Motorcycle Accident Lawyer: Shared Fault Liability and Modified Comparative Negligence

If you are in need of a motorcycle accident lawyer in Colorado, then you have come to the right place. Judd Shaw specializes in representing bikers, and focuses on shared fault liability and modified comparative negligence. Read on for a summary of the law and some tips on what to do immediately following a motorcycle accident. In Colorado, shared fault liability applies to all drivers on the road, even if you were not at fault.

Lessons learned from Judd Shaw

If you’re in a motorcycle accident, you need an experienced attorney by your side. Judd Shaw, New Jersey motorcycle accident lawyer, supports clients throughout California. He knows the tactics insurance companies use to lower the value of motorcycle accident claims. He’ll fight to get you the maximum settlement you’re entitled to. Get a free case evaluation from him today. He has a background working for the oldest law firm in New Jersey, and gained insider knowledge of insurance firms.

Steps to take immediately after a motorcycle crash

Following a motorcycle crash, there are some important steps to take. The first is to seek medical attention. Call 911 if possible to summon an ambulance. An EMT can check on you at the scene of the crash. If you’re not able to leave the scene on your own, schedule an appointment with your regular doctor or go to a walk-in clinic. If you’re able to do so, take pictures of the scene.

Shared fault liability

If you were injured in a motorcycle accident and were at fault for the accident, you can file a claim against the at-fault driver’s insurance company for damages. The insurer may offer money if you admit fault, but your motorcycle accident lawyer will evaluate the offer and push for more money. The insurer’s insurance company may also refuse to settle the claim, and your attorney will handle communications with the other side.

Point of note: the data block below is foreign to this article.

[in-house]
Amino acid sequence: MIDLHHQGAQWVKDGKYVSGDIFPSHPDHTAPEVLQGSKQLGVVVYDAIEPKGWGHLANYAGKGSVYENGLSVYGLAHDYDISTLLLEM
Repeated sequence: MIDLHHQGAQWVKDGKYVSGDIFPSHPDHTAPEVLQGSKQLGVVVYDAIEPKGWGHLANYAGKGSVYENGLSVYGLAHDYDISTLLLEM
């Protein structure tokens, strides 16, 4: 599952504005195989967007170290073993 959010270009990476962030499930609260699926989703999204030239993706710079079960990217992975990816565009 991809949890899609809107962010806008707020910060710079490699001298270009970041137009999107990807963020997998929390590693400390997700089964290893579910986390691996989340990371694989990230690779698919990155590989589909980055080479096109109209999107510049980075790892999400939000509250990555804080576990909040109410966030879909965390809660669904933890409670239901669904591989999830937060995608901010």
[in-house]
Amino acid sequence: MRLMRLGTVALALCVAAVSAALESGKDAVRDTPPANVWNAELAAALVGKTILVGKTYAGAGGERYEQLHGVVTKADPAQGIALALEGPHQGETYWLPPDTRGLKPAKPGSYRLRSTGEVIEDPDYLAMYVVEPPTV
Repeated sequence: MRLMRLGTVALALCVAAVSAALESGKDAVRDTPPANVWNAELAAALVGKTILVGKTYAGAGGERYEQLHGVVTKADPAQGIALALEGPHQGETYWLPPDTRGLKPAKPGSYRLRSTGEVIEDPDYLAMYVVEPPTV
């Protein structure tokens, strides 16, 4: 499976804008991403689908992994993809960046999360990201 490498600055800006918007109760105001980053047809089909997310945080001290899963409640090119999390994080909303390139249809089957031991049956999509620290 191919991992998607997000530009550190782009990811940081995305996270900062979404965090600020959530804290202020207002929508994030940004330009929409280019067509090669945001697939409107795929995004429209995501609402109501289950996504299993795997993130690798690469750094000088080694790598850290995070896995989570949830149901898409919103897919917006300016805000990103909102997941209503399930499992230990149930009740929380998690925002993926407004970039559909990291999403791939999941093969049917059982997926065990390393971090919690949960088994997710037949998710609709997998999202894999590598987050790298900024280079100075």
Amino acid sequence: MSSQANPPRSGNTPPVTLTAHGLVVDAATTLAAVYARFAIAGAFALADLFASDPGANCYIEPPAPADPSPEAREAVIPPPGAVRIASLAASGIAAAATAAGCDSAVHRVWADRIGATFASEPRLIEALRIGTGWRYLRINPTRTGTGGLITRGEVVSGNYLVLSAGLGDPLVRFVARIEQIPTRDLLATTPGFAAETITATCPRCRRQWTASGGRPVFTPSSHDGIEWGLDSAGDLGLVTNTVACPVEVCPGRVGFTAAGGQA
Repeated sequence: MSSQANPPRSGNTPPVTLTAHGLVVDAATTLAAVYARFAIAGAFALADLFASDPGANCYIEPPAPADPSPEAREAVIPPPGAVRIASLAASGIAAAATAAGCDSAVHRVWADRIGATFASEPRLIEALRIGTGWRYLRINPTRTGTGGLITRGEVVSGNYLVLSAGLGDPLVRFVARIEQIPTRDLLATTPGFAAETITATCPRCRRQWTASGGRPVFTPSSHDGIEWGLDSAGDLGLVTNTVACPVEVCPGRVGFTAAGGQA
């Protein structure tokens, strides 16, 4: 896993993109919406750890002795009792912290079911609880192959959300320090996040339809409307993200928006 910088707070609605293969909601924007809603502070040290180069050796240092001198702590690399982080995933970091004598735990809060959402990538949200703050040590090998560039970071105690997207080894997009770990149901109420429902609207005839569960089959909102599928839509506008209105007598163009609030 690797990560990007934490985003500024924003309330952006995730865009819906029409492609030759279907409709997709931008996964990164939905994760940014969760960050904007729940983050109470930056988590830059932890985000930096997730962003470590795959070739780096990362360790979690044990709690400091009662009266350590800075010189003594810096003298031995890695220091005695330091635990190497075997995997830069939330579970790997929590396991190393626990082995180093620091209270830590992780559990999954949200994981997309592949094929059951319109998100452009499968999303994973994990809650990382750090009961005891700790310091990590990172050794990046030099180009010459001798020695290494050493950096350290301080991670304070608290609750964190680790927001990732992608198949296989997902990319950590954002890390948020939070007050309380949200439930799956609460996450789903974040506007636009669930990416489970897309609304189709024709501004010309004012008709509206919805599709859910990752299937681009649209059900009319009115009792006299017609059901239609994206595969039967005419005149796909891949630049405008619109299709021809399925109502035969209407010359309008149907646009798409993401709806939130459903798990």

Modified comparative negligence

If you’ve been in a motorcycle accident, you’ve probably heard about the concept of modified comparative negligence. The term refers to a rule in personal injury cases in which the victim’s proportion of fault is lower than the other party’s. Generally, motorcycle accident victims can still file for compensation even if they were partially at fault for the accident. The key is to prove that you were less than 50 percent at fault for the accident. The other party’s percentage of fault is then subtracted from the total amount of compensation you receive.

Limitations on damages

Depending on the circumstances, you may be able to recover some of your losses in a motorcycle accident lawsuit. This may include medical expenses, lost wages, funeral costs, and other economic losses. Pain and suffering, loss of companionship, and loss of services are all common types of damages you can recover for. There are some limitations on the amount of compensation you can receive, however. These limitations are outlined below.